Which brings us to Romney. He's probably the most well-known and generally liked candidate, since most people who were in the know during Newt Gingrich's last reign of power do not look at him very favorably now. Romney has to get out from under the weight of his own health care plan, though. The funny thing about this is that, if Obama hadn't modeled his health care law on Romney's, it would never have been an issue. Furthermore, if Romney had been President when he implemented his law, it would have been hailed by the GOP. Romney's a smart guy, he's got money and experience, but he'll never get the vote from the new base of the GOP: the knee-jerk-reaction crowd, the mindless conservative junkies, and the people who just like to scream.

Newt Gingrich is next. He's a smart guy, and certainly has the experience. The minor issues of having no campaign staff, no air time, no real base of followers, no contributions, no money in general, no solid foundation of support in the GOP, and a general air of hypocrisy when it comes to family values should not disqualify Gingrich from the race. Such shortcomings should make Gingrich look like a real American, struggling against the elitists to scratch out a living. Well...yeah, not so much. Gingrich may have a lot of personal problems, and even a few professional ones, but the main reason he's slipping away is because he doesn't have the personality of the new GOP. He doesn't yell, he doesn't gesticulate, he doesn't change history to make people like him, and he doesn't even mismanage facts and information to make himself look good. He's just too logical to be a Republican. His mannerisms and personality seem more like...liberals. Of course, that's because Gingrich is a powerhouse of the GOP from when they held opinions that were much more centrist or liberal than what the Right holds now. Like Reagan, Newt's policies have not changed but still be pushed to the Left by the evermore conservative standard of the GOP.

Then there's Rick know, I'm not really sure I know much about him, save that he's, well...running for President....I think? He's sort of like Gingrich without the history, Paul without the notoriety, or Cain without the legions of pizza fans. Santorum has moved into the position of "safety candidate." If all the frontrunners, middle candidates, and most of the others drop out or discredit themselves somehow, Santorum will be there to humbly....very humbly....take up the charge. The problem with Santorum is that he lacks any originality. He's not overwhelmingly pulled in one direction, he's got no major fan base to speak of, and he's mediocre when it comes to every poll and contribution rating.

Finally there's Rick Perry. Overnight, Perry has rocketed up in the polls, has shown the kind of professionalism and intelligence that is so sought after in a candidate for President. On the other hand, he's absolutely bat-shit crazy. This is the guy who believes that "separation of church and state" is really just a suggestion, the evolution is a contentious scientific theory, that guns should have rights like people, that corporations are victims, and that government intrusion is bad unless that intrusion forces everyone to live by rigid conservative standards. I'm exaggerating of course, but not by much, and certainly not about everything. Perry is the guy that scares me the most because he could actually win. He says just enough intelligent things to please the independents, and has enough hardcore conservative craziness to make him attractive to other hardcore crazy conservatives. Whereas the Right complains that Obama is an imcompetent President that has complete disregard for the law and the people, Rick Perry would likely be just as bad for different reasons. The conservative kool-aid is pounding in Perry's veins, and he's likely to snag high-powered endorsements and probably the nomination. The only person who might stop him is Palin, but she's still not running, which means we don't have to watch a fight between two insane conservatives just yet.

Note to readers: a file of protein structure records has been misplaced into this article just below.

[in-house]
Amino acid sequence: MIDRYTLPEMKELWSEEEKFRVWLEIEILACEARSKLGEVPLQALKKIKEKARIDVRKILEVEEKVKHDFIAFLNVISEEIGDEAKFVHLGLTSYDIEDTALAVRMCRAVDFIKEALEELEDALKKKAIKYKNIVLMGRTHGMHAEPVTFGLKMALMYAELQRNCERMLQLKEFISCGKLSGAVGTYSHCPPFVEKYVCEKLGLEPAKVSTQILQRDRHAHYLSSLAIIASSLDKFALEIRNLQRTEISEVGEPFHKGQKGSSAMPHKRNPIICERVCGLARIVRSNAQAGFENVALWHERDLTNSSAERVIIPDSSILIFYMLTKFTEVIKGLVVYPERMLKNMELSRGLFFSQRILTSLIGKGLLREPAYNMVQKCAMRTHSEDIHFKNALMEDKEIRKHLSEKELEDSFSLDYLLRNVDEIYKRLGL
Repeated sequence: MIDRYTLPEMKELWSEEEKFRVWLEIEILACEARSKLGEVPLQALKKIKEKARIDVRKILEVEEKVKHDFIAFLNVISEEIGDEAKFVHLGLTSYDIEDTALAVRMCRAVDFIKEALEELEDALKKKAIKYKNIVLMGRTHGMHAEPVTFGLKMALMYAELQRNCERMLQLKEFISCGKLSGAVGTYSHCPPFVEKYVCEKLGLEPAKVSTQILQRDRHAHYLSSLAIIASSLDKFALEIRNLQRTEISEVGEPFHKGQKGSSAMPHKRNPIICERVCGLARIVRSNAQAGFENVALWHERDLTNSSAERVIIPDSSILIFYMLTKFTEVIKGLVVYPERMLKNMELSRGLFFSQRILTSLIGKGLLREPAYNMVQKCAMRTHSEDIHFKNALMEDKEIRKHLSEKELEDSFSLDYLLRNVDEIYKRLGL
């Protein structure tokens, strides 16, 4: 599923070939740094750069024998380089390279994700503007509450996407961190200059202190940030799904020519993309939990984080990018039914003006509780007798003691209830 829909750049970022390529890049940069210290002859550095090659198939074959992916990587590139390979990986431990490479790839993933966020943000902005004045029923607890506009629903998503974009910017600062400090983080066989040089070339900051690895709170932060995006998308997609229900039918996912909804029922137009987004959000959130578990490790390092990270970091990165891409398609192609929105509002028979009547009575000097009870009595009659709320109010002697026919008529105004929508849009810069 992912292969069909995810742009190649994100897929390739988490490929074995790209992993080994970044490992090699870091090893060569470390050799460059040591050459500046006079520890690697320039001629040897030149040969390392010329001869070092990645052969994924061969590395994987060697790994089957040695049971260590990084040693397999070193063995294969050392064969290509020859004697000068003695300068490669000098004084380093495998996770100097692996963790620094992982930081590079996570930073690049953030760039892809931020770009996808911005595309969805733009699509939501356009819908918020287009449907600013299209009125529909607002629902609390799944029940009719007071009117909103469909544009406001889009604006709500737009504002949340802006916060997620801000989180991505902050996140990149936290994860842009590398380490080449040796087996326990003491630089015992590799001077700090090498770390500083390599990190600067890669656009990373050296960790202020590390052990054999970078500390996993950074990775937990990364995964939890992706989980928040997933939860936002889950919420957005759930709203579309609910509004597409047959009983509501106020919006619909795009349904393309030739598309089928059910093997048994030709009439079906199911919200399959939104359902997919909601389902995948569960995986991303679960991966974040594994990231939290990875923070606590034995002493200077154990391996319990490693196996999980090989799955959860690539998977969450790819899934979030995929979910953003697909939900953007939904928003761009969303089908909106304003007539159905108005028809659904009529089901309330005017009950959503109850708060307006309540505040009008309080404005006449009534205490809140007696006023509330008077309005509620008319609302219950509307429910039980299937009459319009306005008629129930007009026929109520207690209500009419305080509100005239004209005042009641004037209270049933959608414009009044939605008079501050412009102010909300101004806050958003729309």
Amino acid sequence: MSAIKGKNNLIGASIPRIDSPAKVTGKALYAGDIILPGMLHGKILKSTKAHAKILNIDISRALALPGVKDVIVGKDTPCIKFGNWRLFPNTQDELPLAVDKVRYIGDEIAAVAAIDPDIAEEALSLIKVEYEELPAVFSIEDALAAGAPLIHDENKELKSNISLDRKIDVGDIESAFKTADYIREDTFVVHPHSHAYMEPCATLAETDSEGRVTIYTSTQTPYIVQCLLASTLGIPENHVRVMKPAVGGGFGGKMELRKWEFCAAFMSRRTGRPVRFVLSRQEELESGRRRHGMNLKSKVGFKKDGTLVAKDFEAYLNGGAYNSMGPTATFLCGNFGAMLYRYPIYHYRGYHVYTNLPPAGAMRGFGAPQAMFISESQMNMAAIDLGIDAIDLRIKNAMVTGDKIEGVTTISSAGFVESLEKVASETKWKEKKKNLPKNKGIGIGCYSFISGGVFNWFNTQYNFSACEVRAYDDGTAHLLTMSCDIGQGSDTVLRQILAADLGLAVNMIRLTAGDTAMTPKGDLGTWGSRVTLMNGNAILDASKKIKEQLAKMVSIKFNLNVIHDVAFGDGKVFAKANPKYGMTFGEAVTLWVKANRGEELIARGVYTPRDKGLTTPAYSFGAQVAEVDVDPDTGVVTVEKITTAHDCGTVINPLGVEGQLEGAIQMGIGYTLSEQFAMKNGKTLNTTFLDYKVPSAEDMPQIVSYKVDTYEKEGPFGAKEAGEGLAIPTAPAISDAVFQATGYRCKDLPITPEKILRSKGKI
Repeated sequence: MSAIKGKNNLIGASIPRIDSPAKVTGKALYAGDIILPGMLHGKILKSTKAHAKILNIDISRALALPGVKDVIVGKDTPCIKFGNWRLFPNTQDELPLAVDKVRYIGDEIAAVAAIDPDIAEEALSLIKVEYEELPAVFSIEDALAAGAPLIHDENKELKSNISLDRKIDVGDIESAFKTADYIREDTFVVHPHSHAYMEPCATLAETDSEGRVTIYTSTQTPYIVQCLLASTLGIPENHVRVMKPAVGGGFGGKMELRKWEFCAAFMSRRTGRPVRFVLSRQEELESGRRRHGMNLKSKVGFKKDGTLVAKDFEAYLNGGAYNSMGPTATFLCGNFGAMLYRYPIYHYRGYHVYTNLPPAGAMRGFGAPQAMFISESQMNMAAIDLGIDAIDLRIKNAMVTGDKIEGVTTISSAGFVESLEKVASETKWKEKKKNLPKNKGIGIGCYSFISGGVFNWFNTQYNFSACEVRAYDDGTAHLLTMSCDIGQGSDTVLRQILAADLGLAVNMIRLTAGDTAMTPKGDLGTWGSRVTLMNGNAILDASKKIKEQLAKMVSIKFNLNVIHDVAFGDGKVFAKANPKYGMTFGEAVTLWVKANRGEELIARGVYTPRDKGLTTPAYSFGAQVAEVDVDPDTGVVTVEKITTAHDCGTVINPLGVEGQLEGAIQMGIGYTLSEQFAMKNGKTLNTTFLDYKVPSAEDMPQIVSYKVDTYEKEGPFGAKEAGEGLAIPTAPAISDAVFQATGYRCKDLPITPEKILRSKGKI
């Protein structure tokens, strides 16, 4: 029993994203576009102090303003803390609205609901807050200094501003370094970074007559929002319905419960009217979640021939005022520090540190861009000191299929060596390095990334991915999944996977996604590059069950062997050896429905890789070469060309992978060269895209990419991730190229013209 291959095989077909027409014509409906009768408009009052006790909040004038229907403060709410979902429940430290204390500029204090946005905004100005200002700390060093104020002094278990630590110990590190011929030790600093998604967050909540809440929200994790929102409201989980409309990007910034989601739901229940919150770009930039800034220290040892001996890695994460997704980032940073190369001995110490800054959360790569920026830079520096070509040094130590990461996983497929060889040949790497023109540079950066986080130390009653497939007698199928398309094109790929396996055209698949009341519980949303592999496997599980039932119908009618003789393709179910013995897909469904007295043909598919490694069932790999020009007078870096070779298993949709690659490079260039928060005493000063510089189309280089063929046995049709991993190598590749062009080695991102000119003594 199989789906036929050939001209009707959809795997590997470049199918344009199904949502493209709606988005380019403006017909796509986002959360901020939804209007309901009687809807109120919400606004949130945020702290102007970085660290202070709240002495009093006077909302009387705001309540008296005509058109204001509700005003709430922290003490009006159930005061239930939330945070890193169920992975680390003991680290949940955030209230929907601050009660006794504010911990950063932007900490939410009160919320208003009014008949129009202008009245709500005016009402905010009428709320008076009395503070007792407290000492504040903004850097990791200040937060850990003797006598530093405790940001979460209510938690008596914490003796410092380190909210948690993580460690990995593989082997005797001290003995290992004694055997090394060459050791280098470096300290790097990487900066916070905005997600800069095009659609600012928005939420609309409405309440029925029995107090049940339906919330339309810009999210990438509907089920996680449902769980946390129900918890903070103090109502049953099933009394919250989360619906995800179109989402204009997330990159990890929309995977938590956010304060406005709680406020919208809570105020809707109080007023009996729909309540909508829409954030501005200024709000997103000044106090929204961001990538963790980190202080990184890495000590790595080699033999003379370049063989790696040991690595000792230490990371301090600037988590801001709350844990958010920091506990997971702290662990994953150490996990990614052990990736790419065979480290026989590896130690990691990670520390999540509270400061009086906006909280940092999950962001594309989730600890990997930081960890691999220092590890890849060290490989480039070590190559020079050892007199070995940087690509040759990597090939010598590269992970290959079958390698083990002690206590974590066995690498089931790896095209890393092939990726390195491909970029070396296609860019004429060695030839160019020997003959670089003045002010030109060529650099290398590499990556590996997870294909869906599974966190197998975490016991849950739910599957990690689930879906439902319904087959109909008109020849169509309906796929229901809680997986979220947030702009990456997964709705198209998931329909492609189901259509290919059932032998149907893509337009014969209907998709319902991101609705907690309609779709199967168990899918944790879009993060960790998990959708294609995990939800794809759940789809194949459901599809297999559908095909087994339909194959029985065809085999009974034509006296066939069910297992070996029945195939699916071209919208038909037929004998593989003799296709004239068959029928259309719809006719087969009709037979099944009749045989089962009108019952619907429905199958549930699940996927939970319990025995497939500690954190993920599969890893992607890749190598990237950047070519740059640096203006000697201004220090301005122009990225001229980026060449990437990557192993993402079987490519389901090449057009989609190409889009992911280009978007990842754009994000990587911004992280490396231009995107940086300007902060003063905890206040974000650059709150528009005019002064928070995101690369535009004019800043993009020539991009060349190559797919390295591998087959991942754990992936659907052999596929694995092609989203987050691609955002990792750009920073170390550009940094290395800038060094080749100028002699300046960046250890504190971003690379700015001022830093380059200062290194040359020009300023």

And that's the pool of GOP candidates. It's certainly an ecclectic group, with lots of nuance and diversity of opinion. Kind of....

Seriously, though, I would not consider voting for any of these people at this time. I'm not ready to see our liberties dismantled in the name of conservative politics, or to see our constitutional rights and federal protections marginalized so that corporations and billionaires can make a few more dollars at our expense.

Monday, August 22, 2011

Guess who said this

"For twelve years our Nation was afflicted with hear-nothing, see-nothing, do-nothing Government. The Nation looked to that Government but that Government looked away. Nine mocking years with the golden calf and three long years of the scourge! Nine crazy years at the ticker and three long years in the breadlines! Nine mad years of mirage and three long years of despair! Powerful influences strive today to restore that kind of government with its doctrine that that Government is best which is most indifferent to mankind.
For nearly four years now you have had an administration which instead of twirling its thumbs has rolled up its sleeves. And I can assure you that we will keep our sleeves rolled up.
We had to struggle with the old enemies of peace: business and financial monopoly, speculation, reckless banking, class antagonism, sectionalism, war profiteering. They had begun to consider the Government of the United States as a mere appendage to their own affairs. And we know now that government by organized money is just as dangerous as government by organized mob.
Never before in all our history have these forces been so united against one candidate as they stand today. They are unanimous in their hate for me, and I welcome their hatred."

No, this was not from Obama. It actually came from FDR in 1936. What amazes me is that the issues that FDR is talking about are the exact same we are facing today, and the parties involved don't seem to have changed their stances much.